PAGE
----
Guns, Germs, and Steel



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Posted by: stak
Tags: books
Posted on: 2012-12-15 00:56:17

Another book review: Guns, Germs and Steel, by Jared Diamond. I found this book really interesting although the subject matter may not appeal to everybody. It basically covers the history of the human race over the last 13,000 years (since the beginning of agriculture) and explains why certain cultures and societies are the "dominant" ones in the world today. When I started reading the book I had my doubts that any one book could successfully explain this, but I came away pretty convinced. Also, it won the Pultzer Prize in 1998, if that sort of thing appeals to you.

One thing I really liked about the book is that Diamond tries really hard to be as scientific as possible in his theories and explanations by citing natural experiments as evidence. The sheer volume of field experience and historical knowledge that he brings to bear on the question is pretty impressive.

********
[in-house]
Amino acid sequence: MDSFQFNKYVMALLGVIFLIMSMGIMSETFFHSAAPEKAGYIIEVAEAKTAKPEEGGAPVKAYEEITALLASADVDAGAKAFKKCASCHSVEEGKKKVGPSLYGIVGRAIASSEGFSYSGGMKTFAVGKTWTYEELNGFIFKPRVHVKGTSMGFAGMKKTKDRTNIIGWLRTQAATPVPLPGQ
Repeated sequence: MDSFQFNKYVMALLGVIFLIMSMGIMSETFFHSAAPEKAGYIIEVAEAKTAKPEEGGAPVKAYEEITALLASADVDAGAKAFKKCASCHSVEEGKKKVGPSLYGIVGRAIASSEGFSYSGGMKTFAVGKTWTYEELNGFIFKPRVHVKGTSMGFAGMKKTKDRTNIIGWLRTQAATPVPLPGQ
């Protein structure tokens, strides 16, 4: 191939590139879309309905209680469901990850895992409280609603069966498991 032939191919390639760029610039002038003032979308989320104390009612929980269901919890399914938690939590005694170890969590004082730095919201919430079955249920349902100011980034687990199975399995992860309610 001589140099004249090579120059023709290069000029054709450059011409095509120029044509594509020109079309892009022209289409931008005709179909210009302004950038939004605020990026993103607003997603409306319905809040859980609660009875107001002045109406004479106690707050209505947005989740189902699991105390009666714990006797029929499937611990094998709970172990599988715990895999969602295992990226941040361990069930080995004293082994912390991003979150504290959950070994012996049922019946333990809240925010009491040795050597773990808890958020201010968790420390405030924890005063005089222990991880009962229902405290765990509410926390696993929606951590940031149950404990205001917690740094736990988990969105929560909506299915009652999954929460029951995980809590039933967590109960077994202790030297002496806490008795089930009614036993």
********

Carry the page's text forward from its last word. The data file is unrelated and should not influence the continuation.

The other thing that I found cool about the book is that it reminded me of Hari Seldon and psychohistory from Isaac Asimov's Foundation universe. It seems very much like if you took the explanatory power and analysis in GGS and applied it to the state of the world today, you'd end up being able to predict the future in the same broad strokes that psychohistorians were able to do in Foundation. Of course, that's not actually true because it's a lot easier to see what factors were important in the past than it is to guess what factors will be important in the future, but it still makes me wonder.

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